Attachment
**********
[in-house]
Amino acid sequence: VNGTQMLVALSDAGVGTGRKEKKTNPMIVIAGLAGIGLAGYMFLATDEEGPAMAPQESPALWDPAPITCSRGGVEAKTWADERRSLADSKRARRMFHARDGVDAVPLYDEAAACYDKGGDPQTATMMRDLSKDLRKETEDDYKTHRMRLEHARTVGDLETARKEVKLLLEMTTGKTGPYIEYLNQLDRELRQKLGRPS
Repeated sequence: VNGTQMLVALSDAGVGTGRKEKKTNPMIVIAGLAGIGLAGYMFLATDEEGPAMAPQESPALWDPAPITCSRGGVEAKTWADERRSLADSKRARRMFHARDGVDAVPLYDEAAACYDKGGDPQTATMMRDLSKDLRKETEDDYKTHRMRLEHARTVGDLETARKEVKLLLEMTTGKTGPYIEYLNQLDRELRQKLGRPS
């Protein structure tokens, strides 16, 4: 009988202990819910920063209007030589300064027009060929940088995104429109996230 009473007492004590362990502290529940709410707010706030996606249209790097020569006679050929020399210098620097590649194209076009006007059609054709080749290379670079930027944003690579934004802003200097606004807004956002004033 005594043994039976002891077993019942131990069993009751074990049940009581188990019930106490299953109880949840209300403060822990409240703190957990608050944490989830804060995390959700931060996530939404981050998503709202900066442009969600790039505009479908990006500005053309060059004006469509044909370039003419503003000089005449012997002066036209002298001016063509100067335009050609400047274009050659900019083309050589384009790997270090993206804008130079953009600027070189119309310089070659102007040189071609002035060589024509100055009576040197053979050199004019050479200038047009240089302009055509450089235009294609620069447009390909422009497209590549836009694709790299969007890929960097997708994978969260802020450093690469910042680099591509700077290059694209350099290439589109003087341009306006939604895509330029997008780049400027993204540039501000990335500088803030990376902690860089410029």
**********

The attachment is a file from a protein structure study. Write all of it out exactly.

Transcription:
[in-house]
Amino acid sequence: VNGTQMLVALSDAGVGTGRKEKKTNPMIVIAGLAGIGLAGYMFLATDEEGPAMAPQESPALWDPAPITCSRGGVEAKTWADERRSLADSKRARRMFHARDGVDAVPLYDEAAACYDKGGDPQTATMMRDLSKDLRKETEDDYKTHRMRLEHARTVGDLETARKEVKLLLEMTTGKTGPYIEYLNQLDRELRQKLGRPS
Repeated sequence: VNGTQMLVALSDAGVGTGRKEKKTNPMIVIAGLAGIGLAGYMFLATDEEGPAMAPQESPALWDPAPITCSRGGVEAKTWADERRSLADSKRARRMFHARDGVDAVPLYDEAAACYDKGGDPQTATMMRDLSKDLRKETEDDYKTHRMRLEHARTVGDLETARKEVKLLLEMTTGKTGPYIEYLNQLDRELRQKLGRPS
């Protein structure tokens, strides 16, 4: 009988202990819910920063209007030589300064027009060929940088995104429109996230 009473007492004590362990502290529940709410707010706030996606249209790097020569006679050929020399210098620097590649194209076009006007059609054709080749290379670079930027944003690579934004802003200097606004807004956002004033 005594043994039976002891077993019942131990069993009751074990049940009581188990019930106490299953109880949840209300403060822990409240703190957990608050944490989830804060995390959700931060996530939404981050998503709202900066442009969600790039505009479908990006500005053309060059004006469509044909370039003419503003000089005449012997002066036209002298001016063509100067335009050609400047274009050659900019083309050589384009790997270090993206804008130079953009600027070189119309310089070659102007040189071609002035060589024509100055009576040197053979050199004019050479200038047009240089302009055509450089235009294609620069447009390909422009497209590549836009694709790299969007890929960097997708994978969260802020450093690469910042680099591509700077290059694209350099290439589109003087341009306006939604895509330029997008780049400027993204540039501000990335500088803030990376902690860089410029």